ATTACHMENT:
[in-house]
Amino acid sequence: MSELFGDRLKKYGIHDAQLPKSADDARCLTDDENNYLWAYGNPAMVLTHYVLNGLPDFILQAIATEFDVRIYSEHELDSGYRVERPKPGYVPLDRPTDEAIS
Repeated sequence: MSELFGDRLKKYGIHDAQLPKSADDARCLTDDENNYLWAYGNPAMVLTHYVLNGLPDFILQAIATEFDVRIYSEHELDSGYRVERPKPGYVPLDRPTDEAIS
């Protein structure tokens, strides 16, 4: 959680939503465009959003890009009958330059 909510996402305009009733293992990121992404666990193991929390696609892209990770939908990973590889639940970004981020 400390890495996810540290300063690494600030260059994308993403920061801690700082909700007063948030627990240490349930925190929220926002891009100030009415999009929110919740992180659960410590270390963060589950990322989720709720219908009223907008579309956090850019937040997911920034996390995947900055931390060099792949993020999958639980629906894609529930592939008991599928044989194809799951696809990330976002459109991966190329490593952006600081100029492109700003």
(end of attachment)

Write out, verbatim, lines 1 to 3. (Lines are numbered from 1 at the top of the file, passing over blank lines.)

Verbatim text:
[in-house]
Amino acid sequence: MSELFGDRLKKYGIHDAQLPKSADDARCLTDDENNYLWAYGNPAMVLTHYVLNGLPDFILQAIATEFDVRIYSEHELDSGYRVERPKPGYVPLDRPTDEAIS
Repeated sequence: MSELFGDRLKKYGIHDAQLPKSADDARCLTDDENNYLWAYGNPAMVLTHYVLNGLPDFILQAIATEFDVRIYSEHELDSGYRVERPKPGYVPLDRPTDEAIS